The newest report out from Douglas Elliman Real Estate paints an encouraging picture of the single-family and condo market, at least as far as sales in the first three months of 2015 are concerned. Like Elliman's previous report, this overview of "Greater LA" looks at neighborhoods from the coast (Malibu, Playa del Rey) to Northeast LA, roping in Downtown, the Westside, and ritzy neighborhoods like Brentwood and Malibu. (It leaves out South LA.) This time, the numbers seem to indicate that LA's market could be picking up steam, as sales increase to a new record for this time of year.
Median housing prices have been rising on a year-over-year basis since the summer of 2012 (11 quarters in a row), the report says, and that trend's continued in the first quarter of 2015. The greater LA median sales price increased to $880,000—up 7.7 percent from $817,000 in the first quarter of 2014. In Downtown, the median sales price for condos ($560,000) was up 8.9 percent from the first quarter of the previous year. Houses in some ritzy neighborhoods saw a decline in the median price (Beverly Hills, BHPO), but in others, like Brentwood, that number moved up. Brentwood's single-family home prices rose 10.7 percent, up to $2.8 million.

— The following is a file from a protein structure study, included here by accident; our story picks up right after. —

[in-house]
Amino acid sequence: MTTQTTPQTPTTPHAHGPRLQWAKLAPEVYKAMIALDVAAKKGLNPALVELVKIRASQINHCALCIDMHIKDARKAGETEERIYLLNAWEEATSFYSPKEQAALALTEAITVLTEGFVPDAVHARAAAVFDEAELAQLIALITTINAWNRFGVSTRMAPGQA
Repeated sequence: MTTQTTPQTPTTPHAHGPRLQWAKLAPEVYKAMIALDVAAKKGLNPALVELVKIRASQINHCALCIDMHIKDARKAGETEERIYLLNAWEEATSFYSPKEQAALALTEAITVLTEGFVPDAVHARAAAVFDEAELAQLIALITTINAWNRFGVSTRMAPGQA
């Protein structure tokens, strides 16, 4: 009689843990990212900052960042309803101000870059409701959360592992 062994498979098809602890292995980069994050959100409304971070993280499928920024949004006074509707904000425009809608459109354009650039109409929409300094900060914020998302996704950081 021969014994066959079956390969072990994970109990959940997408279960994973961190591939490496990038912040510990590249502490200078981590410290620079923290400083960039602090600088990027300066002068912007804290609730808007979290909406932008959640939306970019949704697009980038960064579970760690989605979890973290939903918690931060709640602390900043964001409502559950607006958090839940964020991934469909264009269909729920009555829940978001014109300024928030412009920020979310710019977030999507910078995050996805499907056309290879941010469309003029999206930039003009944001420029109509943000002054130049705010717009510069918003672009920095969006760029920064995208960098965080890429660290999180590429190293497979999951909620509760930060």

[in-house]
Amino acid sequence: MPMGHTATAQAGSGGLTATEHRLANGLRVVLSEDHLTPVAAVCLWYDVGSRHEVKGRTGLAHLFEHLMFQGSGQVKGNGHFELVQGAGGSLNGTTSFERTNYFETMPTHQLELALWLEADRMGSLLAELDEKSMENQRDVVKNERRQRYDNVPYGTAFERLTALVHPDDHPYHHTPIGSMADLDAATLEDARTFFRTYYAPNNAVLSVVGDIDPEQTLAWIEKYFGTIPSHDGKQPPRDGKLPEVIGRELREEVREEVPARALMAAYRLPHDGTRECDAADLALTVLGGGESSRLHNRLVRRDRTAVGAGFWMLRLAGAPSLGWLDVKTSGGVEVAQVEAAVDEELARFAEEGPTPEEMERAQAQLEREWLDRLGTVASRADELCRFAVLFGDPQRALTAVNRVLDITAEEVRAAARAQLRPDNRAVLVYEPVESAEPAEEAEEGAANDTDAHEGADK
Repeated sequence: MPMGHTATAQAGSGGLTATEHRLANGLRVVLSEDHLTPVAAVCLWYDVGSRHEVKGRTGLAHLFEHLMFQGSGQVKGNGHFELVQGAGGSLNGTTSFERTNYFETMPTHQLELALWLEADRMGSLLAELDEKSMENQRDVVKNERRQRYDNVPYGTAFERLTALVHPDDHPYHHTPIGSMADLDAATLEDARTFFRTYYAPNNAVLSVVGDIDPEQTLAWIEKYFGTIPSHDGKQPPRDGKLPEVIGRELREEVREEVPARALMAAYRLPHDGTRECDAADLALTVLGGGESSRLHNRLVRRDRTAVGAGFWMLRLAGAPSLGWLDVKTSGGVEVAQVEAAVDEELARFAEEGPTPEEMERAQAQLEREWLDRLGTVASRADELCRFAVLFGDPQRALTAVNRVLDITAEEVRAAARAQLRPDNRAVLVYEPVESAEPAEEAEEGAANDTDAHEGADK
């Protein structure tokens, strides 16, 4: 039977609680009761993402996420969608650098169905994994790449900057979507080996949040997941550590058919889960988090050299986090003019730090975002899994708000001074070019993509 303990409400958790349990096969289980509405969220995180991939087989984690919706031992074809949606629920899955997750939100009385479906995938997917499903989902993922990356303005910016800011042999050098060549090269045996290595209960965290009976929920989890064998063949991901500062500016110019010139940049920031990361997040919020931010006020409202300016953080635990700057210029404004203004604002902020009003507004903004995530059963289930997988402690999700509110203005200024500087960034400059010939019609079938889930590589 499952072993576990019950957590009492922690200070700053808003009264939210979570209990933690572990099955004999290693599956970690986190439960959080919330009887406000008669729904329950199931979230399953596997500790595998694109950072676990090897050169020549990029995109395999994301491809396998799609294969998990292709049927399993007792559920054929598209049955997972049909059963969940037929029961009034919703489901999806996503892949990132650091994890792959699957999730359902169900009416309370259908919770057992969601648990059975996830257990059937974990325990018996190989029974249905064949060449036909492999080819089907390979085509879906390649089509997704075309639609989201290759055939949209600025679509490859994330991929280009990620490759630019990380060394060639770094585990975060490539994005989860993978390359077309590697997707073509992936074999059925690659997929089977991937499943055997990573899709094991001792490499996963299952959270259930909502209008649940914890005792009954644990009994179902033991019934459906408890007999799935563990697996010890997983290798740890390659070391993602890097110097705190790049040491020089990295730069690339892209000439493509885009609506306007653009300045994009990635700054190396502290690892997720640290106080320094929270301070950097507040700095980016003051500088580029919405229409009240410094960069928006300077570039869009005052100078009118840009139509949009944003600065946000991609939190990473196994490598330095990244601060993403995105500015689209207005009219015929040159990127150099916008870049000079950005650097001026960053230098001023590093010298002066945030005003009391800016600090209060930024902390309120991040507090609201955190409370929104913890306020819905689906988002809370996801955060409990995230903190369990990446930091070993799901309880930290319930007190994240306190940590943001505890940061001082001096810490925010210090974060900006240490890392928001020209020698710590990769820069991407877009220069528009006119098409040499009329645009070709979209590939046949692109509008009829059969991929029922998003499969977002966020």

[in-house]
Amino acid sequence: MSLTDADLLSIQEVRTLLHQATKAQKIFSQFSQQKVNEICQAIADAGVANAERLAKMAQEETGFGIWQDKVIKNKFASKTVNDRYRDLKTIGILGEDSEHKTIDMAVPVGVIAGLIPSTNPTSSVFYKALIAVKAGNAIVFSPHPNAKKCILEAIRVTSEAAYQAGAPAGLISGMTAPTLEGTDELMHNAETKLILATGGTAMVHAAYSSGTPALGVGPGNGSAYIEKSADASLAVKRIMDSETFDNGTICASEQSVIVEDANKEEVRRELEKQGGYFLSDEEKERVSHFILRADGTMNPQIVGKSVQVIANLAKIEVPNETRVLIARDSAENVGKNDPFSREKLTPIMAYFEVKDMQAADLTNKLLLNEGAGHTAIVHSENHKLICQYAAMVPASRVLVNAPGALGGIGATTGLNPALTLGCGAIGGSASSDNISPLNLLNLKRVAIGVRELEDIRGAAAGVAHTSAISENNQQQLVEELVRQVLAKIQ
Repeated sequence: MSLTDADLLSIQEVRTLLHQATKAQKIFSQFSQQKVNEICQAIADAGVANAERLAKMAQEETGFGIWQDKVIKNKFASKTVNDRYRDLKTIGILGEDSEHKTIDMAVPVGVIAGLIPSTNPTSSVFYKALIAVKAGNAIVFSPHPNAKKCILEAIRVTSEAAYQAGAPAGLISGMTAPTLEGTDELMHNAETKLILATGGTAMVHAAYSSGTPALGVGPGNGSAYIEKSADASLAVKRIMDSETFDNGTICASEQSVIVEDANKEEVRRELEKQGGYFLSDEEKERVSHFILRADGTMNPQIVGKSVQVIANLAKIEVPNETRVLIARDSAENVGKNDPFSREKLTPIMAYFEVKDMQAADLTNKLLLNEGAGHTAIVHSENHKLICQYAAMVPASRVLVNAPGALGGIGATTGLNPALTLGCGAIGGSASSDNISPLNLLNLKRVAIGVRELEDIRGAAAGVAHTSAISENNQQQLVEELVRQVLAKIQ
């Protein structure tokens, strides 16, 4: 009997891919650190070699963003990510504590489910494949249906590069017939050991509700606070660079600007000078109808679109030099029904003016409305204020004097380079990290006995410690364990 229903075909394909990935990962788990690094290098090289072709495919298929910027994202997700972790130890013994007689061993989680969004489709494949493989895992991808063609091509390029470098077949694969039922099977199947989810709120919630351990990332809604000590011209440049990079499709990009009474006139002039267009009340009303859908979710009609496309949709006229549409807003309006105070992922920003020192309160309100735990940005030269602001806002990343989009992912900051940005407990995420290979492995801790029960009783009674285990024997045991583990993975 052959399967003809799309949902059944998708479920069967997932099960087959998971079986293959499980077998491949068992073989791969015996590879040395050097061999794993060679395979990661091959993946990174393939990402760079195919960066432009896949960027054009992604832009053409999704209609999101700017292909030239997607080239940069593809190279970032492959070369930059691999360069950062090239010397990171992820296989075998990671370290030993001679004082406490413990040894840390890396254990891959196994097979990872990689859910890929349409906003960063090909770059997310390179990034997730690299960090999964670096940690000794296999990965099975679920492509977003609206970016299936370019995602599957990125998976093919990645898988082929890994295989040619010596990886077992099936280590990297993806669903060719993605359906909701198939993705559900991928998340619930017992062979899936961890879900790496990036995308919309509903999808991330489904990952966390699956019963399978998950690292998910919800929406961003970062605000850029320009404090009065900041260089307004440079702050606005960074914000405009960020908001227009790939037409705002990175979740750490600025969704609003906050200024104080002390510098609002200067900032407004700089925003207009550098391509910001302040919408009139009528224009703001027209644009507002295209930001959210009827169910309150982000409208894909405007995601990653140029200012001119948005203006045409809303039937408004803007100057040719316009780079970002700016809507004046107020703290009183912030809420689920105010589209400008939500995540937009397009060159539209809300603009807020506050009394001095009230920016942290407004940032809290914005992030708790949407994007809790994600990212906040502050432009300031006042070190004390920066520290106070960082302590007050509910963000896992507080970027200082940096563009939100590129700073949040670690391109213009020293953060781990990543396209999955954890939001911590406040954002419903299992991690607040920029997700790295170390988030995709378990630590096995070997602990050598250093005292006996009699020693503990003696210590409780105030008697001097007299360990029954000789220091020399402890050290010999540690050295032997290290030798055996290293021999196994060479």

Sales in LA increased 9.5 percent from the same period in the previous year to 2,173, which is a nine-year high for the first quarter and a big change from formerly slumpy conditions. Report preparer and appraiser Jonathan Miller notes the fact that the number of sales for the overall market were up year-over-year for the first time since the third quarter of 2013, suggests that there's "broader improvement" in housing sales, not just isolated gains in the luxury sector, as we'd previously seen. Since housing prices have been going up for a long time, Miller says that the the number of sales is probably a better indicator of how the overall market is doing, and the uptick in sales is heartening.
· 1Q - 2015 Greater Los Angeles Sales [Douglas Elliman]
· LA's Most Expensive Neighborhoods Are More Expensive Now Than Before the Recession [Curbed LA]
· Housing Prices Keep Rising in Los Angeles and the Number of Sales Keeps Falling [Curbed LA]